Introducing Guesstimate, a Spreadsheet for Things That Aren’t Certain

Dec 30, 2015 · 2 min read

Existing spreadsheet software is made for analyzing tables of data. Excel, Google Sheets, and similar tools are fantastic for doing statistics on things that are well known.

Unfortunately many important things are not known. I don’t yet know if I will succeed as an entrepreneur, when I will die, exactly how bad sugar is for me. No one really knows what the US GDP will be if Donald Trump gets elected, or if the US can ‘win’ if we step up our fight in Syria. But we can make estimates, and we can use tools to become as accurate as possible.

Estimates for these things should feature ranges, not exact numbers. There should be lower and upper bounds.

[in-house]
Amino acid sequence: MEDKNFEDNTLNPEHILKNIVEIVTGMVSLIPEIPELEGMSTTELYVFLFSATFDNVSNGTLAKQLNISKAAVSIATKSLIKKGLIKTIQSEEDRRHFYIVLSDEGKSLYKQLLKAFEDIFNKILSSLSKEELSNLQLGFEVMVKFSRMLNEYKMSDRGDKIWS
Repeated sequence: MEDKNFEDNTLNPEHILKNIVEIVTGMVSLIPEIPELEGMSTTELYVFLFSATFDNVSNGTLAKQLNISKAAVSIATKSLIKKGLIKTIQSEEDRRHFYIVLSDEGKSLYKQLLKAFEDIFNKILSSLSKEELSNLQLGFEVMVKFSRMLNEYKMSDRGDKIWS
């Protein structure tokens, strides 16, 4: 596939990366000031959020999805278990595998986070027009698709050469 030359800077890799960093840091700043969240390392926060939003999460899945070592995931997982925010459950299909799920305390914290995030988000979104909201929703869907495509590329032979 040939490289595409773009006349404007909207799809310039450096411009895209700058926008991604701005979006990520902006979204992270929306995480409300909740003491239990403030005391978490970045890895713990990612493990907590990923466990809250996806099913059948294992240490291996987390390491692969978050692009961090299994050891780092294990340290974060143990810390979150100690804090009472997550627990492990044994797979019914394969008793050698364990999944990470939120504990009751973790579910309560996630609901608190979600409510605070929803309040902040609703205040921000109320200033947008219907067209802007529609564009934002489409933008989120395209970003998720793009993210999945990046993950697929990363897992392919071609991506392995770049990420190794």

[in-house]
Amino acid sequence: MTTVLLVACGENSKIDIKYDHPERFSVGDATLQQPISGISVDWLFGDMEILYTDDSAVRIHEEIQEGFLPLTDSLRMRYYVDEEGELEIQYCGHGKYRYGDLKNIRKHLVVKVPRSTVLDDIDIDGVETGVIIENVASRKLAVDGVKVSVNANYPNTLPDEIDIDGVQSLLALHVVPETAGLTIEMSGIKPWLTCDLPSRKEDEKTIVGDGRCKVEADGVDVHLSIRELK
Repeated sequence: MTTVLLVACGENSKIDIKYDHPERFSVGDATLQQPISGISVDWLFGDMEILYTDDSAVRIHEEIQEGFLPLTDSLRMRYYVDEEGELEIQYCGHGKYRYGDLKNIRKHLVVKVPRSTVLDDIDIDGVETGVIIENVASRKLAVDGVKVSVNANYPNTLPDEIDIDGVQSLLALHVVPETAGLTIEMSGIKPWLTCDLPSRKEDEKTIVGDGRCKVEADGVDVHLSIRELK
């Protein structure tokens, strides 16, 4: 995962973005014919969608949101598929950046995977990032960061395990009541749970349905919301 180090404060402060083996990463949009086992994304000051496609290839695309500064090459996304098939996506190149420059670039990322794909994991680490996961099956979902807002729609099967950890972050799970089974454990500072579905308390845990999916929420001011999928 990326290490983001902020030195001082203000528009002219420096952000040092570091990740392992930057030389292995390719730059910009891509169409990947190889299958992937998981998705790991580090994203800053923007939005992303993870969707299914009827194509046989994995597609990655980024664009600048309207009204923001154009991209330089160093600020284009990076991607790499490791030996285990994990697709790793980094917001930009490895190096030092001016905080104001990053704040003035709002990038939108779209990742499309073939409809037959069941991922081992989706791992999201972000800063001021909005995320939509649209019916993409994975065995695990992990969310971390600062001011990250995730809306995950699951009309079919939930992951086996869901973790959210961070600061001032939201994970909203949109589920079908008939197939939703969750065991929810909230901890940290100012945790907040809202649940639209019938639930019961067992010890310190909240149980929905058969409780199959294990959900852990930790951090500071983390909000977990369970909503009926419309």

The first reaction of many people to uncertain math is to use the same techniques as for certain math. They would either imagine each unknown as an exact mean, or take ‘worst case’ and ‘best case’ scenarios and multiply each one. These two approaches are quite incorrect and produce oversimplified outputs.

This is why I’ve made Guesstimate, a spreadsheet that’s as easy to use as existing spreadsheets, but works for uncertain values. For any cell you can enter confidence intervals (lower and upper bounds) that can represent full probability distributions. 5000 Monte Carlo simulations are performed to find the output interval for each equation, all in the browser.

At the end of this you don’t just understand the ‘best’ and ‘worst’ scenarios, but you also get everything in between and outside. There’s the mean, the median, and several of the percentiles. In the future I intend to add sensitivity analyses and the value of information calculations.

Guesstimate is free and open source. I encourage you to try it out. Make estimates of things you find important or interesting. I’m looking forward to seeing what people come up with.

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